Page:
‘The King’s Speech’ screenwriter on ‘Bertie’ and stuttering

Writer David Seidler talks of the impediment he suffered, and his admiration of King George VI, who was his hero. The Malibu Film Society will screen “The Company Men” and “The King’s Speech” on Sunday.

By Robyn Flans / Special to The Malibu Times

David Seidler, “The King’s Speech” screenwriter, never thought his script would see the light of day.

“If I had gone in to pitch a studio about a dead English king who stutters, they would have said, ‘This guy has lost it,’” Seidler said.

Even though Seidler has an impressive track record, including two nominations for writing achievements by the Writers’ Guild of America for the television movies, “My Father, My Son” and “By Dawn’s Early Light,” and one win for “Onassis, The Richest Man in the World,” it was not an easy job getting this movie made.

“This is why we need people like [Executive Producer] Harvey Weinstein,” Seidler said. “It could have fallen apart so many times in so many ways. My original vision was it was going to be a one million pound, BBC Three, three-camera production version of the stage play. I never dreamed this would get to America.”

Not only did it reach America, but the film, directed by Tom Hooper, has been nominated for seven Golden Globes and is expected to be up for Oscars as well, which is why it is part of the Award Series for the Malibu Film Society’s second season this Sunday at the Malibu Jewish Center and Synagogue. Guy Pearce, who plays King Edward VIII, the Duke of York’s brother in “The King’s Speech,” will appear Sunday for a Q&A after the film’s screening.

Also showing Sunday is “The Company Men,” starring Ben Affleck, Tommy Lee Jones and Chris Cooper as corporate men who lose their jobs and how it affects their lives, their marriages and future, and how they each deal with it. The movie, which was nominated for AFI and Sundance awards, will be followed by a question and answer session with writer/producer/director John Wells.

“The King’s Speech” is based on the true story of the Duke of York, or “Bertie” as he was known (played by Colin Firth’ Helen Bonham Carter plays his wife, Elizabeth), and his struggle with a debilitating stutter and his friendship with speech therapist Lionel Logue (played by Geoffrey Rush).

The duke, who became King George VI after the scandalous abdication of his brother Edward VIII (who absconded the throne to marry Wallis Simpson), was screenwriter Seidler’s childhood hero, who suffered from severe stuttering himself from a young age. Seventy-three-year-old Seidler was three years old when his family was evacuated from England to the United States just prior to the German invasion.

“At the time, during the war, everyone who listened to the speeches knew [the king] stuttered because you could still hear it,” Seidler said. “It wasn’t bad because Logue had done his job, but there were certainly hesitations. But what made him admirable, and why the British revered him, was everyone knew he stuttered; everyone knew he didn’t want to be king, and yet he was doing his job and doing a bang-up job of it. Those speeches are very, very moving, in spite of the pauses and hesitancies.”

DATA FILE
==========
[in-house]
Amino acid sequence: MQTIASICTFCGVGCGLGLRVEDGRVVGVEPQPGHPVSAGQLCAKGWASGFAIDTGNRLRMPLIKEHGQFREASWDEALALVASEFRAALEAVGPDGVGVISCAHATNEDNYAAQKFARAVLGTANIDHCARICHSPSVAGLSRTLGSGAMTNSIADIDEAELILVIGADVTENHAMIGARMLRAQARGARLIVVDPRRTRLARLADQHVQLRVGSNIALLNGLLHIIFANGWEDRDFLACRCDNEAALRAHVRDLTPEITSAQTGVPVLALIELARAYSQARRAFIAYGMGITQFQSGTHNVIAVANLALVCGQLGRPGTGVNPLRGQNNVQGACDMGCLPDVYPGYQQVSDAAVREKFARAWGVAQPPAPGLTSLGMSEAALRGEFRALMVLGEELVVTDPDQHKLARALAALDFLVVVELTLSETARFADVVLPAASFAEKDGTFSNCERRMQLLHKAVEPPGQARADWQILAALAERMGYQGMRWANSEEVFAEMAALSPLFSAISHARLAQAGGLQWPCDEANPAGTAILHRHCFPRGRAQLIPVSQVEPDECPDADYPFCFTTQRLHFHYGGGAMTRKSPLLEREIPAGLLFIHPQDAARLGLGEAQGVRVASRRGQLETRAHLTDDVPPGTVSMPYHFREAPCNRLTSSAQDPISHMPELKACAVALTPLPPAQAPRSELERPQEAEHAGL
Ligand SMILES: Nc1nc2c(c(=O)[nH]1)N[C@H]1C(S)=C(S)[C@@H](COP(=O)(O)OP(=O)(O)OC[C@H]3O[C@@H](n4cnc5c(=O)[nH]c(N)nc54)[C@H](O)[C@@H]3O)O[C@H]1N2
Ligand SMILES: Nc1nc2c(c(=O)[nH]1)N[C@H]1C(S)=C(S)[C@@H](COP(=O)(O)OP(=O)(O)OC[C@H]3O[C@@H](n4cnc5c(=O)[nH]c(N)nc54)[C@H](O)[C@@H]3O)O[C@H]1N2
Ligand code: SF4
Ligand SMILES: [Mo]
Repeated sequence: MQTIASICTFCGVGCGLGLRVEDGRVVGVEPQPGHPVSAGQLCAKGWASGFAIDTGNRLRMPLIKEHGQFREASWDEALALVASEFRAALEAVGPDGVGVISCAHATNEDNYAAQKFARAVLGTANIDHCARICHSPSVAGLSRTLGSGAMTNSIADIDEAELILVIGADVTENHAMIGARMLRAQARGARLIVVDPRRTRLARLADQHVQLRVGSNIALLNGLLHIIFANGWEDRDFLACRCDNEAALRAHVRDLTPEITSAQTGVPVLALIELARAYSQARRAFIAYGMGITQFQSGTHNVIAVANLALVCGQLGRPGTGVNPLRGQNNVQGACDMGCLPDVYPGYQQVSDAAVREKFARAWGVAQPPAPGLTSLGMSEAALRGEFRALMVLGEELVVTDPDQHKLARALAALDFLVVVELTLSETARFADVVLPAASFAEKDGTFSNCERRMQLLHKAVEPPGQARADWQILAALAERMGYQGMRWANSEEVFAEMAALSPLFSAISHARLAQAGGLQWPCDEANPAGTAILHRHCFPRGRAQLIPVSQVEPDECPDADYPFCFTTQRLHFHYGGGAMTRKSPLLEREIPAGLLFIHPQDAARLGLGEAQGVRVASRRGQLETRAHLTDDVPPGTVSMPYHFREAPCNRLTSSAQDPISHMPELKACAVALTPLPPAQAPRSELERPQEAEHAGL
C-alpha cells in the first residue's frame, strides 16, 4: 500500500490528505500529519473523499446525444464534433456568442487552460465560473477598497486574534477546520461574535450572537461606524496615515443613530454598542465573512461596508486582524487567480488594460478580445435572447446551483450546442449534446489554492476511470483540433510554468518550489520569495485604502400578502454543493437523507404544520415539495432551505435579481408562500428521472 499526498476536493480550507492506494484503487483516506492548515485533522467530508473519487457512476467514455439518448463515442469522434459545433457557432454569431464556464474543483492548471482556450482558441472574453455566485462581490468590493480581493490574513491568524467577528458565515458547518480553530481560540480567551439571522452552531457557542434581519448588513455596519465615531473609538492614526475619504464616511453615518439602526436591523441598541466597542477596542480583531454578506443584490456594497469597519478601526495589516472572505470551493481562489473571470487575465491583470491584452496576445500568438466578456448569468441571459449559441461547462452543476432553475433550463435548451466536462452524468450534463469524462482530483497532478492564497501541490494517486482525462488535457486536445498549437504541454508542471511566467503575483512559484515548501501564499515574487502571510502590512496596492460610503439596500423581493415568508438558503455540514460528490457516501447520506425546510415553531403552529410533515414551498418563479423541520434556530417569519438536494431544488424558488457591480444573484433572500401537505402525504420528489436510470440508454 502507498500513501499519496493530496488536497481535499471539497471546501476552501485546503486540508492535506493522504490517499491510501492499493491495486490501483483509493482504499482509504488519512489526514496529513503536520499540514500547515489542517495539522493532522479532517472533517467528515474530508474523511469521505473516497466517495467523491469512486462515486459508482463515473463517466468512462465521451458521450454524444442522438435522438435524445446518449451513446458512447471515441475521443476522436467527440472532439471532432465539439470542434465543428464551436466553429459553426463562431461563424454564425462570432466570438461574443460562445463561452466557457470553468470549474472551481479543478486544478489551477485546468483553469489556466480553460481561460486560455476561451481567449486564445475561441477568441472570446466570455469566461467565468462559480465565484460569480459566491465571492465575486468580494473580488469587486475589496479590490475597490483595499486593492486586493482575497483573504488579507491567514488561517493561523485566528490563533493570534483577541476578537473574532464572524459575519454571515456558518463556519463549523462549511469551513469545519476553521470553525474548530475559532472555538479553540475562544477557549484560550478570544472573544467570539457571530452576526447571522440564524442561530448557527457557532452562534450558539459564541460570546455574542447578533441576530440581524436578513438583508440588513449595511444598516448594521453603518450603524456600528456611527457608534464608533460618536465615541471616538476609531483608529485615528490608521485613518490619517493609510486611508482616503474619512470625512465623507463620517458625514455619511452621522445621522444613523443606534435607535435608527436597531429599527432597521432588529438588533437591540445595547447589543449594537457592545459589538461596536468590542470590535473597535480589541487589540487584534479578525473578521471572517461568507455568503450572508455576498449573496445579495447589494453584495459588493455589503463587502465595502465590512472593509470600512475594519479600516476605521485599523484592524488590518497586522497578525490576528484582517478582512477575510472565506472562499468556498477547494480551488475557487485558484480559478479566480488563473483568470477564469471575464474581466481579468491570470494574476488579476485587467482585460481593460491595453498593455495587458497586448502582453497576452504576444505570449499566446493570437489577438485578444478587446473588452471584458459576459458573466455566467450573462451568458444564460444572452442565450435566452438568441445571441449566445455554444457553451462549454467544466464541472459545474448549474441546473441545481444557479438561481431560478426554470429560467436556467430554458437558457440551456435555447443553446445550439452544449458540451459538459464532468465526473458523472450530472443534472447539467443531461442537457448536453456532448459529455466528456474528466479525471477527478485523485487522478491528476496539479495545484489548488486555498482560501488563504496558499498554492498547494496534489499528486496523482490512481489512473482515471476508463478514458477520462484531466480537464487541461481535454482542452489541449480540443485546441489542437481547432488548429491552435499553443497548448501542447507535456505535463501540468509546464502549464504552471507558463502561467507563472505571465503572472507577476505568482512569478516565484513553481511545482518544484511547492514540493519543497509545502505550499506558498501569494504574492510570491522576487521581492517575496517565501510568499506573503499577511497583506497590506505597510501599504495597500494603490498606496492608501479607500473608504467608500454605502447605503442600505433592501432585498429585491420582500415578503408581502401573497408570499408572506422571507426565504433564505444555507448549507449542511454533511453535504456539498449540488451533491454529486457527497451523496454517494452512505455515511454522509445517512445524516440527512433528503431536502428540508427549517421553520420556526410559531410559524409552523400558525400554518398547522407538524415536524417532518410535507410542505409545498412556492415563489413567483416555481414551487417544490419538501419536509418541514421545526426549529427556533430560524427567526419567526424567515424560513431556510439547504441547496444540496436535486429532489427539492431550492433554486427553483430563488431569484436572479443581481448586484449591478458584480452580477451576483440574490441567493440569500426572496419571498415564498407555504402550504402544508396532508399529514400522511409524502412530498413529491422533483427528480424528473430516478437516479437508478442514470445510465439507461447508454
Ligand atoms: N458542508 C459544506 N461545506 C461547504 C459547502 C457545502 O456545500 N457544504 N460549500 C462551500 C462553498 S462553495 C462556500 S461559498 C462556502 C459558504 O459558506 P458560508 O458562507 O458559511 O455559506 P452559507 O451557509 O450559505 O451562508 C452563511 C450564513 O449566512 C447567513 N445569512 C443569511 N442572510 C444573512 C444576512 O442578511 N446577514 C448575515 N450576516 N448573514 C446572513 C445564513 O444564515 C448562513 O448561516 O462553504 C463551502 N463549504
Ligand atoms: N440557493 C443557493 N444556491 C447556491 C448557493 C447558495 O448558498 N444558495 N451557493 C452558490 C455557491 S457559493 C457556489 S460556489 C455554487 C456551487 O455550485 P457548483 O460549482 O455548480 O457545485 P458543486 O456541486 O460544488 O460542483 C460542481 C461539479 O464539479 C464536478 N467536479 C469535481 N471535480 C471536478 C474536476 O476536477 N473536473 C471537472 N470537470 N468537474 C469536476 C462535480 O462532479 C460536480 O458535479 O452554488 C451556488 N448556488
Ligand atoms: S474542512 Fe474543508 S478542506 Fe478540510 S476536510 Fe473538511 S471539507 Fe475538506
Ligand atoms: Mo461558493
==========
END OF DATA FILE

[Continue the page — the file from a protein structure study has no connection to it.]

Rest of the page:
Seidler’s own problem began just before his third birthday, which was “very classic for childhood-onset stuttering,” he said. He corrected his problem with the theme that is responsible for the movie’s R rating.

“I had reached the age of 16 and I knew perfectly well that if you don’t control your stuttering by late adolescence, your chances decline precipitously, which is one of the reasons I always felt Bertie was such a brave man,” Seidler said. “He was battling this thing in his 20s, 30s and 40s. That’s really tough, and particularly if you’re the King of England and everyone is listening to every syllable you are uttering.”

For Seidler, the onset of adolescence was a critical time.

“I reached 16, and it hadn’t gone away,” he recalled. “I got very depressed, the hormones were raging, I couldn’t ask girls out on a date, and even if I could and they said yes, what was the point? I couldn’t talk to them anyway. This was the ‘50s when you talked on dates, as opposed to anything else.

“I’m not prone to hold on to depression, I get very pro-active,” he continued. “I started saying the F-word, both out loud and, more importantly, internally. I decided I needed to be heard. Once that internal switch got flipped, the stuttering basically melted away within two weeks.”

“The Company Men” will screen at 5 p.m. in the Malibu Screening Room located at the Malibu Jewish Center and Synagogue, 24855 PCH, followed by a Q&A with director John Wells. “The King’s Speech” will screen at 7:30 p.m., followed by a Q&A with a special guest to be announced. Double feature tickets are $25; individual tickets are sold on availability basis, usually $15 for adults, $10 for faculty, $5 for students in advance by purchase online at www.malibufilmsociety.org, or $10 more at the door.

During awards season, admission for members of the Malibu Film Society and members of industry guilds is free.

Membership is available to anyone, at two possible tiers: $180 or $250, which includes entry into the Malibu Filmmaker of the Year Awards and the Academy Awards viewing party.

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The Malibu Times is the first newspaper in Malibu, serving the community since 1946.

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